The concern for the poor and oppressed and a vocation of liberation was not only the emphasis of Jesus, but also and especially a primary characteristic of the first Christian communities. The book of Acts begins with illustrations of the earliest churches subversion of systems of exploitation and segregation. Luke writes in the companion to his gospel:
Awe came upon everyone, because many wonders and signs were being done by the apostles. All who believed were together and had all things in common; they would sell their possessions and goods and distribute the proceeds to all, as any had need. Day by day, as they spent much time together in the temple, they broke bread at home and ate their food with glad and generous hearts, praising God and having the goodwill of all the people. And day by day the Lord added to their number those who were being saved" (Acts 2: 43-47).The ethos of these faith communities parallels the witness of the gospel and the ministry of Jesus that underscored a liberation that is especially for the poor and oppressed. In other words, the earliest disciples were intentional to see that all walls of division and hostility, e.g. economic and social class, crumbled and made feasible the shalom of God (Eph. 2:14). Luke writes later in Acts, "there was not a needy person among them, for as many as owned lands or houses sold them and brought the proceeds of what was sold" (4:34).  That is to say, the economic practices of the earliest Christian communities announced to the world that the year of jubilee had once and for all come. 
The exploration of the New Testament ethical and economic witness can be explored ad infinitum; however, one can gather without hesitation that a primary concern of the corpus of these canonical texts and the related Christian praxis illustrated there within was for the liberation of the poor and oppressed in their midst. In other words, it can be said that the early Christians took seriously the mandate of Jesus, the poor will always dwell among you (Mt. 26:11; Mk. 14:7; Jn. 12:8). Moreover, the ethical praxis that marked early Christian churches were as also and especially framed by the eschatological hope that the day would come when all oppressive systems and empirical forces. e.g. Babylon, Rome, etc., would be overcome by the vocation and kingdom of the slaughtered Lamb who was the world's Messiah (Rev. 13:8; 19:15, 21). Furthermore, the future anticipations of Jesus' disciples inaugurated prophetic and subversive incarnations of an alternative economy that was marked the kingdom of God. That is to say, ecclesiology began and ended with an eschatology, and the same should hold true today.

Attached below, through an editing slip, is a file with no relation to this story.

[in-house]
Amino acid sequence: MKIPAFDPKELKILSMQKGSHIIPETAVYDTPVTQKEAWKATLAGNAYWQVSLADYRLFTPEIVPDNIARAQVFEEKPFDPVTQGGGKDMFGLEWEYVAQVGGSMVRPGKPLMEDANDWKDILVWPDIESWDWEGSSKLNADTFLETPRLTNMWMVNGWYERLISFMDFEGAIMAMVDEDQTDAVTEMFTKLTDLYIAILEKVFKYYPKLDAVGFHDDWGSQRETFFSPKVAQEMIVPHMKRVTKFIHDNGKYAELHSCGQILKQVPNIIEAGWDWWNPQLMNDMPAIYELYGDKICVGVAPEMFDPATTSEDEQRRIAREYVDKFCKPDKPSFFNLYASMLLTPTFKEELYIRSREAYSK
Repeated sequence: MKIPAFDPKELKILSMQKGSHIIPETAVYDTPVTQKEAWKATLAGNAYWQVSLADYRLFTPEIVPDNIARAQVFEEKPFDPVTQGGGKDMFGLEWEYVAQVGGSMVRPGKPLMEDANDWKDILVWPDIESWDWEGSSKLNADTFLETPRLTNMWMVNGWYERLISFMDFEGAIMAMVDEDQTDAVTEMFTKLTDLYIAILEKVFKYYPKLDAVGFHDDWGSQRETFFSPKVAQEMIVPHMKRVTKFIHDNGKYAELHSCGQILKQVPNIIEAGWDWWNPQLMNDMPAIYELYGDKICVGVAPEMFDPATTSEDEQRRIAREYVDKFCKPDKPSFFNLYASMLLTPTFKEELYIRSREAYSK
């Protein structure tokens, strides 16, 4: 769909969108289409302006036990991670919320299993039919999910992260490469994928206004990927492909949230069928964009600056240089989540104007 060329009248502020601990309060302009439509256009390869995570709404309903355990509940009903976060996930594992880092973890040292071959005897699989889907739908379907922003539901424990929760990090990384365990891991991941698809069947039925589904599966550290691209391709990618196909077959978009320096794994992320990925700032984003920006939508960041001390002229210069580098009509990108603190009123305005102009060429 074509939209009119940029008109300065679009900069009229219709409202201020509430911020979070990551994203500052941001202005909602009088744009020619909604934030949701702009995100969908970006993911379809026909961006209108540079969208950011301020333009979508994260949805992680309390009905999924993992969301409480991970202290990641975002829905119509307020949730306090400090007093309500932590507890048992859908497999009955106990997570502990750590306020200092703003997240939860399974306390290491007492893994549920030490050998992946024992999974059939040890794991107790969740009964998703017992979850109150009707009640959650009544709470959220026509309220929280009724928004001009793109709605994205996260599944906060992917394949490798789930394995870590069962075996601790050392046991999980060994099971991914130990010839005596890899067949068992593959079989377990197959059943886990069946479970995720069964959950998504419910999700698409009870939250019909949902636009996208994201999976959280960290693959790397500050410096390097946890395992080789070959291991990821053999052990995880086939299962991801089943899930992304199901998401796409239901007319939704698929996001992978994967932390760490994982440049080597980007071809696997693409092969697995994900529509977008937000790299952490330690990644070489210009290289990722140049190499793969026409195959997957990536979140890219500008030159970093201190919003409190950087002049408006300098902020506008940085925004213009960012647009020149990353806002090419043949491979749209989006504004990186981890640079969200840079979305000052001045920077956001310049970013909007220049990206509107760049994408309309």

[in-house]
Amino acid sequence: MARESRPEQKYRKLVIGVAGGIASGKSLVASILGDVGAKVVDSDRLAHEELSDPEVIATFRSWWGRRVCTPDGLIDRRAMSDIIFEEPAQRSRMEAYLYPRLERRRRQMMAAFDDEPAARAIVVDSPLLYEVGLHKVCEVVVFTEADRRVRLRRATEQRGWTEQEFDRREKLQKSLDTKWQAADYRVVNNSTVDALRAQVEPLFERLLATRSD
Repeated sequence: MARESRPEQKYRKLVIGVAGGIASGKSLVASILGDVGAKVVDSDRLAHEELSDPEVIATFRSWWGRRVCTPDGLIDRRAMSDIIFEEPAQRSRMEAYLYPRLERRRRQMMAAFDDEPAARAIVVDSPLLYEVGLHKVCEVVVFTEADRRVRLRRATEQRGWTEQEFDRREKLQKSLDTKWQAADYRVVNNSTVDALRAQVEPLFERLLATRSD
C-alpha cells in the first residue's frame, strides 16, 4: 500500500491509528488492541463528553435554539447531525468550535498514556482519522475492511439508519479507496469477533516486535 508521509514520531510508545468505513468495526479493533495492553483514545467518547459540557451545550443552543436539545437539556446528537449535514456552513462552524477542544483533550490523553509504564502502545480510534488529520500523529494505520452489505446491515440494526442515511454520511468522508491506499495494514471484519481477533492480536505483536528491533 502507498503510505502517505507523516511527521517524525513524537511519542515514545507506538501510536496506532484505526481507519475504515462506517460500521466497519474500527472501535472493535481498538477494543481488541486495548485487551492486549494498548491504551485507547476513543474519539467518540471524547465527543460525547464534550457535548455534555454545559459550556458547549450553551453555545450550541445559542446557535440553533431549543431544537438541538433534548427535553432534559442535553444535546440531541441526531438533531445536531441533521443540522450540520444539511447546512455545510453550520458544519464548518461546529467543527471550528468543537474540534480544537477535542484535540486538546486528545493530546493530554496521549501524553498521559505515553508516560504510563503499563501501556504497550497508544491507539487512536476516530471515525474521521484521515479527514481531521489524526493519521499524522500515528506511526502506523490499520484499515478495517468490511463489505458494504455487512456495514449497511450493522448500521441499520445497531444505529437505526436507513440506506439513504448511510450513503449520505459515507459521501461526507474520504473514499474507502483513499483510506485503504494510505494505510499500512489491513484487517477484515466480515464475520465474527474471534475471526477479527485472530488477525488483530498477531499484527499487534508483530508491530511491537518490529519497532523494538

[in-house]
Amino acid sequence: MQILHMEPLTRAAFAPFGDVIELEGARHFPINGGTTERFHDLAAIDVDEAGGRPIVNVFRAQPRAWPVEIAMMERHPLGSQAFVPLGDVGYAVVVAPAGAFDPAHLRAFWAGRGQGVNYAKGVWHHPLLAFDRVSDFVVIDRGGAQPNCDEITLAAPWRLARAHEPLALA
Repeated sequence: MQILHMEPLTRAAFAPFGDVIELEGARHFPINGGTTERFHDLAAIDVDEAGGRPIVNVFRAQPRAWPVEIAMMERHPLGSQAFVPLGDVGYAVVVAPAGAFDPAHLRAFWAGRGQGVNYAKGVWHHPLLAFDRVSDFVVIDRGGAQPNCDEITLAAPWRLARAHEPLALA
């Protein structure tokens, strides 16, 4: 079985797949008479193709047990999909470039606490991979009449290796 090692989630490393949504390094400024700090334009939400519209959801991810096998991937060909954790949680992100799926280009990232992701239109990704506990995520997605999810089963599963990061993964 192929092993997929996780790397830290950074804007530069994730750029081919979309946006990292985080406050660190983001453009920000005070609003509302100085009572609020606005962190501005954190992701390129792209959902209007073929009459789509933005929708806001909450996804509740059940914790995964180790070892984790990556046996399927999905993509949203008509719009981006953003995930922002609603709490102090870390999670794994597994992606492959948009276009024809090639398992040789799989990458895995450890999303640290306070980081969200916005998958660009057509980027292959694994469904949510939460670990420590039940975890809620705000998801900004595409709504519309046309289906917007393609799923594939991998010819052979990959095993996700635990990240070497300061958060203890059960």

The question posed for us today is, so what? We read the pages of the Old and New Testaments and are faced with the real and endemic nature of poverty that was not only encountered by the people of antiquity, but also continues to plague our contemporary world filled with both hope and great despair. We, too, echo the cries and concerns of Job and both demand and anticipate God’s promised deliverance and renewal of a world that was created as good, just, and at peace. We are reminded that poverty is not only an ancient dilemma and an academic and sociological concept. Instead, it is a real and on-going systemic evil that demands both a divine and human response and solidarity.  That is, God’s people, namely the Church, are to incarnate the divine pathos that not only exposes the reality of poverty, but also confronts the systems and legislations that promote and sustain it.
In essence, God’s people, in rhythm with the Old Testament witness, are to embody a prophetic imagination that “requires more than the old liberal confrontation if the point is not posturing but effecting change in social perspective and social policy” (Brueggemann, The Prophetic Imagination xii). This is to be pursued not solely because of the observations made through human reason or condition; rather, because it is our real obligation as the people of God who proclaim and inaugurate the reign of God made known to the world in the person of Jesus.  This reign assures not only spiritual redemption and renewal, but also and especially the reconciliation of all things oppressive, unjust, and evil, including real and systemic poverty that offends the character of God and prompts God’s people towards renewed mission. In other words, it is certain that poverty is problematic, yet it is God’s people, in light of the real character and nature of God, who are called to work towards and effect change within the world, on behalf of the poor, and in anticipation of the day when God will make all things new.